Tough Tokyo road for javelin star Mitchell

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For many of the world's leading athletes, an Olympic Games in the time of COVID-19 means leaving loved ones and coaches behind as they chase medals in Tokyo.

It's quite the opposite for Australian javelin star Kathryn Mitchell.

The 39-year-old Victorian's coach and partner is German Uwe Hohn, the only man to have ever thrown a javelin more than 100 metres.

Hohn is also India's javelin coach.

The pair had planned to finally meet again in Europe early this year, only for Hohn to get caught up in the lockdown when the coronavirus epidemic ravaged India.

When Hohn and Mitchell finally catch up in Tokyo it will be their first time together in 20 months.

"He gets to Tokyo about the same time as I do so that will be great," Mitchell told AAP.

"But to be honest we don't really know how it's all going to play out and I've got to have a chat to our medical team about that.

"We have to keep our distance from everybody so we haven't made any plans until we get there.

"What I can say is I think it's going to be weird."

As India has an entrant in the women's javelin, Hohn will be on hand when Mitchell practises and competes in Tokyo.

It will be a welcome change from the last 20 months, which Mitchell readily admits has been the toughest period of her long career.

"Uwe and I talk every day," she said.

"I'll send him videos of technical stuff.

"We've tried doing live training sessions but it can be difficult with internet connections.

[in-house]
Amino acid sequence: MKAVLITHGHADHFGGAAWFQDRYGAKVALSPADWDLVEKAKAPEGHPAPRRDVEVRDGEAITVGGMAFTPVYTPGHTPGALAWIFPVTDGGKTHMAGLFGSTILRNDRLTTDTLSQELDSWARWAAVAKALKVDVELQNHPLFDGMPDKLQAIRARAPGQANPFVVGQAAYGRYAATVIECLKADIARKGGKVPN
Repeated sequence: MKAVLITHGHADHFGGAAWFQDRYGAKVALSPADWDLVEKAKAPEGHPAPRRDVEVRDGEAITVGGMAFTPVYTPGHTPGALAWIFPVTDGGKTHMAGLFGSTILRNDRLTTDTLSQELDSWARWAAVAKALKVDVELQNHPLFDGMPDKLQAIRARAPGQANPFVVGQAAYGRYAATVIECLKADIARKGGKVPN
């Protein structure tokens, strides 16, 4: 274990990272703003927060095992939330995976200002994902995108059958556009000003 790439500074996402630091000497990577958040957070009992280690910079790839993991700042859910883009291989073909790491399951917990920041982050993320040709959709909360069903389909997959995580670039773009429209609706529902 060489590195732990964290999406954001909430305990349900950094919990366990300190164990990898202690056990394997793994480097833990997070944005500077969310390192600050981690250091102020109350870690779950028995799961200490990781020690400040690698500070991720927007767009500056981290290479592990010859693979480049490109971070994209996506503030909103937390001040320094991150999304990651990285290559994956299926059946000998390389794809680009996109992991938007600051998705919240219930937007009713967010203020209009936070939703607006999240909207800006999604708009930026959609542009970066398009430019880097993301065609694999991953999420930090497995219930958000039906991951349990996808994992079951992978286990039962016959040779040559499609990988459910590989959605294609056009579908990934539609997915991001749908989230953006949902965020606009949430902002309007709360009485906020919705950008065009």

"We've had periods previously where I've had to train by myself, but that would be a maximum of three months at a time.

"And most of last year I had a shoulder problem which affected my technique, so I felt quite lost a lot of the time.

"That was on every level - personally as well and with the motivation of getting up every day to turn up to the track by myself with Uwe so far away.

"It wore me down, but we're here now and I think I've done some good work."

Due to travel restrictions and with Hohn trapped in India, Mitchell decided to complete her Olympics preparation at home rather than travel to Europe.

The standard in women's javelin this year has been extremely high, with four women having thrown beyond 66m, headed by Poland's Maria Andrejczyk (71.40m).

But noted big-event performer Mitchell knows that huge throws off Broadway don't necessarily translate to top-level performances when the heat is on at the Olympics.

The Australian's personal best of 68.92m secured her the gold medal at the Gold Coast Commonwealth Games, while she has finished in the top eight at the past two Olympics and was fifth at the 2013 world championships.

With reigning world champion Kelsey-Lee Barber struggling to get anywhere near the form that saw her win gold in Doha in 2019, Mitchell shapes as Australia's best hope of a medal in the women's javelin in Tokyo.

"I tend not to look at distances going into a major championships because I know that anything can happen on the day," she said.

"Obviously it's good if you are throwing well, but that doesn't mean it's just going to happen because higher expectations and more presure can work against some athletes.

"I can draw on my experience - you know what to expect, you know how you're going to feel and you know what you have to do.

"You don't let the bigness of the occasion take over, because that's when you run into trouble."

Once the Games are finished, the plan for Mitchell and Hohn is to set up life together in Australia.

But as with so much else in these strangest of times, it's unlikely to be a straightforward process.

Hohn does not have Australian residency, so even getting a flight down under in the near future is likely to prove difficult.

"We're already looking at the visa options," said Mitchell.

"He'll have a holiday after the Games and will hopefuly be able to head home to Germany.

"Once we get things in place he'll come out to Australia, which will be great."

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